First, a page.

With R5 = 560 kΩ and C3 = 100 nF, tW is nominally 25 ms. When the encoder is rotated slowly, signal B's frequency is low, its period is relatively long and (after being clocked by signal B's falling edge) the signal at IC3a's Q output has returned to a low level before signal B goes high again. Now, since Q drives IC2b's /RESET input, signal B's positive-going transition at the flip-flop's clock input (pin 11) has no effect on the outputs and Q (pin 9) remains low. This, in turn, sets IC3b's /RESET input low (at pin 11) and thereby holds the astable formed around IC3b in a reset state, such that its /Q output (at pin 12) is high. The overall result is that the 25 ms pulses at IC3a's Q output are gated through IC1d and further inverted by IC1c such that the circuit output consists of a series of constant-width, positive-going pulses, each one corresponding to an incremental turn of the encoder. Therefore, when the encoder is rotated slowly, the circuit produces just one 25 ms output pulse per increment.

If the encoder is rotated fairly quickly, the period of signal B reduces accordingly until the width of the low portion of the signal (the 'space') is just less than tW (the duration of IC3a's output pulse). Since Q at pin 13 is now high when signal B goes high, IC2b's flip-flop is clocked by B's rising edge and its Q output at pin 9 goes high. This low-to-high transition releases IC3b from its reset state and simultaneously triggers the astable which starts to oscillate at a frequency determined by R6-C4 and R8-C5. Consequently, one or more pulses appearing at IC3b's /Q output are gated through IC1d in addition to the pulse from IC3a's Q output. This can be seen in the bottom trace of Figure 2a.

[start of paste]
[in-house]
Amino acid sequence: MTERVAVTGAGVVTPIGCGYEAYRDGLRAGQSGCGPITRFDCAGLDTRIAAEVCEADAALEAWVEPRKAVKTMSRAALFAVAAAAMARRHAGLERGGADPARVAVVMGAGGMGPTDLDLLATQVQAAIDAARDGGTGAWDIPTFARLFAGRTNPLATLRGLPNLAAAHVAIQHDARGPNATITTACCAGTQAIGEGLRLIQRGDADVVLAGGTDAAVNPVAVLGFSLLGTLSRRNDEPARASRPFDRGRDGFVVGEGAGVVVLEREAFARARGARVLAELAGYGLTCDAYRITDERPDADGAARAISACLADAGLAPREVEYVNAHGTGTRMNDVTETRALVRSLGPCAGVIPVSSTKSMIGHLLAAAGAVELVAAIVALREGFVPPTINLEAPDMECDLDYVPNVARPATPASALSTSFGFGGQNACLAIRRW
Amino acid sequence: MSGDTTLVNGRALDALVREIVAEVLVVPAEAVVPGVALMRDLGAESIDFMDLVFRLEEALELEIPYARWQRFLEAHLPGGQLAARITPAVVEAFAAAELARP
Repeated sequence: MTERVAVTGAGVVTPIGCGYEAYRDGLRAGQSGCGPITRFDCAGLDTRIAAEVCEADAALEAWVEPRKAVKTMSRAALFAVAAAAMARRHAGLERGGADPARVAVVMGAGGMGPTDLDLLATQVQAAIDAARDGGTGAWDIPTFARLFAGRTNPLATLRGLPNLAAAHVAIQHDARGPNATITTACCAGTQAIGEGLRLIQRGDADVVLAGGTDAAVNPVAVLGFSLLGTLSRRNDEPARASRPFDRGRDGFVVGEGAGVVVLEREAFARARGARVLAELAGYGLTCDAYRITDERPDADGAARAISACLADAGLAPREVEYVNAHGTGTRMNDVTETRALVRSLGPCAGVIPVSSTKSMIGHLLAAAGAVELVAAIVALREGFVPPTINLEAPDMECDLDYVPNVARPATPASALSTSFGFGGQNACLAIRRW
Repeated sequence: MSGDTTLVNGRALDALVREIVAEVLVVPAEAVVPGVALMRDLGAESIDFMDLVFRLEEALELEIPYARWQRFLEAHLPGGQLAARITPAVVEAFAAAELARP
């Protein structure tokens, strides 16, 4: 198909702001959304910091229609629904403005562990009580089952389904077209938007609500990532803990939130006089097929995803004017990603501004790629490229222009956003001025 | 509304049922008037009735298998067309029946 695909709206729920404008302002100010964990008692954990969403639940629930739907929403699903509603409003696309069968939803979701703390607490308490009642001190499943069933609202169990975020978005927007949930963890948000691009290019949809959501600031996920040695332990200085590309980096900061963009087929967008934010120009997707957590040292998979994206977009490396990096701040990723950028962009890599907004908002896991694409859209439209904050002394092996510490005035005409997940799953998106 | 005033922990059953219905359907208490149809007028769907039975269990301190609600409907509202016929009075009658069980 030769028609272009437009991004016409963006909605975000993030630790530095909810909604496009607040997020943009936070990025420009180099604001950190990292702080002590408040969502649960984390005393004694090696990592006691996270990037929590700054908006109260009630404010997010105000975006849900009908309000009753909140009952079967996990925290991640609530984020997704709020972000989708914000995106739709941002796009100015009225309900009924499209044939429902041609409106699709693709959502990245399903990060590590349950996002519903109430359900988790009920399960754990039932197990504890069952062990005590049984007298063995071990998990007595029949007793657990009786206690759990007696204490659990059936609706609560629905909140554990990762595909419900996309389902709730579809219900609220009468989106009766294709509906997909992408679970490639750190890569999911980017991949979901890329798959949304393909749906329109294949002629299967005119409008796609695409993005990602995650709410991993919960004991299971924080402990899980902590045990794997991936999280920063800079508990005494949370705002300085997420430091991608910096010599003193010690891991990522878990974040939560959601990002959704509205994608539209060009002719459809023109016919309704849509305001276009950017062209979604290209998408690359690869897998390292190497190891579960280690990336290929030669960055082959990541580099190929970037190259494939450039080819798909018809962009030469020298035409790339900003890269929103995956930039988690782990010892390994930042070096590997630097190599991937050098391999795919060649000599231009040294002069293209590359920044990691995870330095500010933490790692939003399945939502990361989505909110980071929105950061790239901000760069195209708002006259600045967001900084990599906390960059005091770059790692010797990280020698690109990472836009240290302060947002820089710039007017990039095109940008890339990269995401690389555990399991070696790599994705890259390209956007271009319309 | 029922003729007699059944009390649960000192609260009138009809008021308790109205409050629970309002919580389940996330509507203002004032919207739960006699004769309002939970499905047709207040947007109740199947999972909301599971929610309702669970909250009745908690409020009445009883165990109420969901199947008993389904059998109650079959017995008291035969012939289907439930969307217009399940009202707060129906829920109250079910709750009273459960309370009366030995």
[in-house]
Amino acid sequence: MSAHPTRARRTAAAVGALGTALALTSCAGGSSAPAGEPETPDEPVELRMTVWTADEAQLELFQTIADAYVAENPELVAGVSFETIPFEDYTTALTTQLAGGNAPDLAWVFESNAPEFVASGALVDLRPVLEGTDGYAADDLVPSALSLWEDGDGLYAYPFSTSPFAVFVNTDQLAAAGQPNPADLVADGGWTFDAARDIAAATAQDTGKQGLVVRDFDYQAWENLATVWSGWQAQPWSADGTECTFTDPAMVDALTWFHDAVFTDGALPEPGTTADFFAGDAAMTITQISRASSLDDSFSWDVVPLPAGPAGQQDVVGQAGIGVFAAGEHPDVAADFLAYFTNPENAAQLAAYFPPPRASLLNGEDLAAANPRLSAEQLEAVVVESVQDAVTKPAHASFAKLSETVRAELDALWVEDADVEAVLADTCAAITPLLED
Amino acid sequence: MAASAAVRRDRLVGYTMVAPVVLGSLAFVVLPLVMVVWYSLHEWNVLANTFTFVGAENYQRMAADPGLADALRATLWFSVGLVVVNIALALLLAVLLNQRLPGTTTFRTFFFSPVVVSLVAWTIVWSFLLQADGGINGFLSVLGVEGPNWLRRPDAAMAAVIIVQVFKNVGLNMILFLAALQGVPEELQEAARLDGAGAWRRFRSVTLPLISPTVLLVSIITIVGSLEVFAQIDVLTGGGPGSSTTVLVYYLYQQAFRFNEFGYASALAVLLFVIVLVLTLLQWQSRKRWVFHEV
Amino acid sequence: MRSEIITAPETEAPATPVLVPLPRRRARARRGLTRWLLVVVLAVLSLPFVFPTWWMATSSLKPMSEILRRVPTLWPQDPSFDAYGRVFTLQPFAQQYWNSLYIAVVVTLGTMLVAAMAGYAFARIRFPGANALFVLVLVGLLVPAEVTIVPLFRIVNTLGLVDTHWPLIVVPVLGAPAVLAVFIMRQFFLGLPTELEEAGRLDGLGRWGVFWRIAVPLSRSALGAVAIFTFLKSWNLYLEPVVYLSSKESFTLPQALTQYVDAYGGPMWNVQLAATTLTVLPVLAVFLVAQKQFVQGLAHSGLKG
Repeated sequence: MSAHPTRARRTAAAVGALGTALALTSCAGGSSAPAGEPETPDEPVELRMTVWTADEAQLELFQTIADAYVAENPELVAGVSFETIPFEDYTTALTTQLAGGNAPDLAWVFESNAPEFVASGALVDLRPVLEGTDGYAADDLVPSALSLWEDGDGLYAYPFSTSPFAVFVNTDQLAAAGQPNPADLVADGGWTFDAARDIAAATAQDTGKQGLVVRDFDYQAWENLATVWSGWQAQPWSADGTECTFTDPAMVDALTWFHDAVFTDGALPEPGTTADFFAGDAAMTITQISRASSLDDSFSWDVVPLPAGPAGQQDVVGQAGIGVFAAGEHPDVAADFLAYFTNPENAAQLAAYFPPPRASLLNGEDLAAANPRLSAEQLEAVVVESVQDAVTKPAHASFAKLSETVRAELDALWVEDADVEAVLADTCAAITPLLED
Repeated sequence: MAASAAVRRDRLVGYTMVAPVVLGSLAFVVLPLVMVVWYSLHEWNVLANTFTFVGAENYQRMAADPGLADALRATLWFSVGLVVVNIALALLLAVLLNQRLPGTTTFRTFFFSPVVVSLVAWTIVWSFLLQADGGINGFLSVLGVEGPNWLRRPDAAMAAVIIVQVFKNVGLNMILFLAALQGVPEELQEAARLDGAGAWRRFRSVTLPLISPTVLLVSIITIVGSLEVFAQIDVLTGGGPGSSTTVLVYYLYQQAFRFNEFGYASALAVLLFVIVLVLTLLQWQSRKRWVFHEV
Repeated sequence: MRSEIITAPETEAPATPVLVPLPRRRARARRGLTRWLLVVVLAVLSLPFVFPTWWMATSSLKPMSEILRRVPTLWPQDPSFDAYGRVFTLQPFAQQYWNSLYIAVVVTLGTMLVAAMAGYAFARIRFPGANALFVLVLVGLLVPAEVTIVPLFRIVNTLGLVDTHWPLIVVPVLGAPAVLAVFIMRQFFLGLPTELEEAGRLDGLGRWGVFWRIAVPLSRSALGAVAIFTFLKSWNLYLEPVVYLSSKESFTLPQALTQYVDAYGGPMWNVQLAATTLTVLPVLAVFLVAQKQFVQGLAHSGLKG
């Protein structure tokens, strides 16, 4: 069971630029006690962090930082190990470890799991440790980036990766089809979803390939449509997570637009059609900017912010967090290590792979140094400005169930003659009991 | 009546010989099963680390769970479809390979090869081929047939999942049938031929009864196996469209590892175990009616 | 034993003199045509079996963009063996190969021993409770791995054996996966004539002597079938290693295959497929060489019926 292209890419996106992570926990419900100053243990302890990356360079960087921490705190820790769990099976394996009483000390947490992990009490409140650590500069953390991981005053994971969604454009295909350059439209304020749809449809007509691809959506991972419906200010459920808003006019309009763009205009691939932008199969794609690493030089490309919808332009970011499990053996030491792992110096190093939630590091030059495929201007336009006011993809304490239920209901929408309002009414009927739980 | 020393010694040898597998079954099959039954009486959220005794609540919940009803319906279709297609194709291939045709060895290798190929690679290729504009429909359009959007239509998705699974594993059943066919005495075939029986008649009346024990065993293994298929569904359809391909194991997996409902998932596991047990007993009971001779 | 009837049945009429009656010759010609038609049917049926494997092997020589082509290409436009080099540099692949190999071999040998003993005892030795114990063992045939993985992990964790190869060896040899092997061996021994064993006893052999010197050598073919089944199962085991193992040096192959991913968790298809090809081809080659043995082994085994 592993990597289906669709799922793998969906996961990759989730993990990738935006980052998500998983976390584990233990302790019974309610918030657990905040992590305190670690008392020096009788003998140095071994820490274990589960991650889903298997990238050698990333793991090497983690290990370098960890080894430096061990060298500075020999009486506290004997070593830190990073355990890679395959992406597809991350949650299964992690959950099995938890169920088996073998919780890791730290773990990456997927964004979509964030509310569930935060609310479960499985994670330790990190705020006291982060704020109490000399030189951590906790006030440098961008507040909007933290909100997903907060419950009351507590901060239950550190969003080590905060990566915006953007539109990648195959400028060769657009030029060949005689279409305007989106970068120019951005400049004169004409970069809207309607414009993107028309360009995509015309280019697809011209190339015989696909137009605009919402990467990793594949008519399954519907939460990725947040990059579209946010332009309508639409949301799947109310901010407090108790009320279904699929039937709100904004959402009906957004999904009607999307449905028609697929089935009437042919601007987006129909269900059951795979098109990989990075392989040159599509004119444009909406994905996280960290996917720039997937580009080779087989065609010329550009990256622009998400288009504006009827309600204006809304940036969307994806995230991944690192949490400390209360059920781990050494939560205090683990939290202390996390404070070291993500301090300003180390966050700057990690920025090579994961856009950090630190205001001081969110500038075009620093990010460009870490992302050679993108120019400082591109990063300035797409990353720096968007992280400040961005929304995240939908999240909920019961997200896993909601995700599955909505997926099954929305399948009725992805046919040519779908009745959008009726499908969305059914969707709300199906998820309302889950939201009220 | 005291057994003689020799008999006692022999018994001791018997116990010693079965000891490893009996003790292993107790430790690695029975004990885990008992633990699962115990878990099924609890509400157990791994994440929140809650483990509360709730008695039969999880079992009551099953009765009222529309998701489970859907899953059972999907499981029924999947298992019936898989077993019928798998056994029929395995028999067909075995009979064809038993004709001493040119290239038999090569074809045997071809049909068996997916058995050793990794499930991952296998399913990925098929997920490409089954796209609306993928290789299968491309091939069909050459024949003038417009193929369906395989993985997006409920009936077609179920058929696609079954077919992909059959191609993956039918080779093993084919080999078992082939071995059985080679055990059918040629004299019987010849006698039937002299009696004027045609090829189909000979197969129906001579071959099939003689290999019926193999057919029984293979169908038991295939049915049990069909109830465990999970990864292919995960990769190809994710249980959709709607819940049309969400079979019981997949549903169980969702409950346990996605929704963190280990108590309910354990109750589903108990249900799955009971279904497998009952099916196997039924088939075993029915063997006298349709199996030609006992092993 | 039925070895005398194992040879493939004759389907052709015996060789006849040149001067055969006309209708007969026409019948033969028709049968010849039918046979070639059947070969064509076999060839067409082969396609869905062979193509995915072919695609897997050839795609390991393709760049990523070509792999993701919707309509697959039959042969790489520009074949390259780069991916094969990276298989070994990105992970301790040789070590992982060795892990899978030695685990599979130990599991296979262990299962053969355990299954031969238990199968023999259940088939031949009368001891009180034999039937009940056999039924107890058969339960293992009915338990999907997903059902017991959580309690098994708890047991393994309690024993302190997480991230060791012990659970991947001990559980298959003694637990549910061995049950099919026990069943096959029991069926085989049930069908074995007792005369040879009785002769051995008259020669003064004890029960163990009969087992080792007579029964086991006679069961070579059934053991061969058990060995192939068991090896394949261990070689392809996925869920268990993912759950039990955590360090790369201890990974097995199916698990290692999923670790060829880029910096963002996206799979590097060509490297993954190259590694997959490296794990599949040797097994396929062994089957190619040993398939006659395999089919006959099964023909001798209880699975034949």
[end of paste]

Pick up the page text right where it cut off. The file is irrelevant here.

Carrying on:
Ultimately, when the encoder is rotated very quickly, the low-going edge at B retriggers IC3a before its Q output has a chance to go low. Under these conditions, the Q outputs of IC3a and IC2b are both constantly high, thus allowing the astable to free-run. The resulting signal at IC1c's output is a train of pulses at the astable frequency as shown in the bottom trace of Figure 2b.

Adaptive rotary encoder distinguishes fine from coarse  Adaptive rotary encoder distinguishes fine from coarse  
Figure 2a.     The circuit makes a gradual transition from single pulsing to multiple pulsing. Figure 2b. Output 'free runs' at astable frequency when the encoder is rotated very quickly.
Figure 2 details Top trace: Signal A; Middle trace: Signal B; Bottom trace: Circuit output at IC1c.

The point at which the circuit changes from single pulsing to multiple pulsing is determined by IC3a's timing components. The fastest rate that a user could reasonably be expected to rotate an encoder is around two revolutions per second. For an encoder with 20 increments per revolution, this is equivalent to 40 pulses per second, or a signal period of 25 ms. Therefore, when the encoder is rotated faster than two revolutions per second, the circuit transitions to generating multiple output pulses.

The astable frequency should be chosen to suit your requirements. With the values of R6, C4, R8, and C5 as shown in Figure 1, the astable frequency is around 600 Hz and the pulse width is nominally 1 ms. Note that for the circuit to work properly, IC3a must be a retriggerable monostable. Normally, IC1c is connected to act as an inverter by connecting its unused input high. However, by connecting this input to IC2a's Q output, the circuit generates output pulses only when the encoder is rotating in a clockwise direction; conversely, by connecting the NAND input to IC2a's /Q output, the circuit generates output pulses only for counterclockwise rotation. This kind of behaviour may be useful where you need to generate output pulses only when the encoder is rotated in a particular direction.


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  • The scheme interesting. But not very modern. Would it not be easier to use MCu ? Connect encoder to the findings of the external interrupt. The scheme will be simplified significantly.:)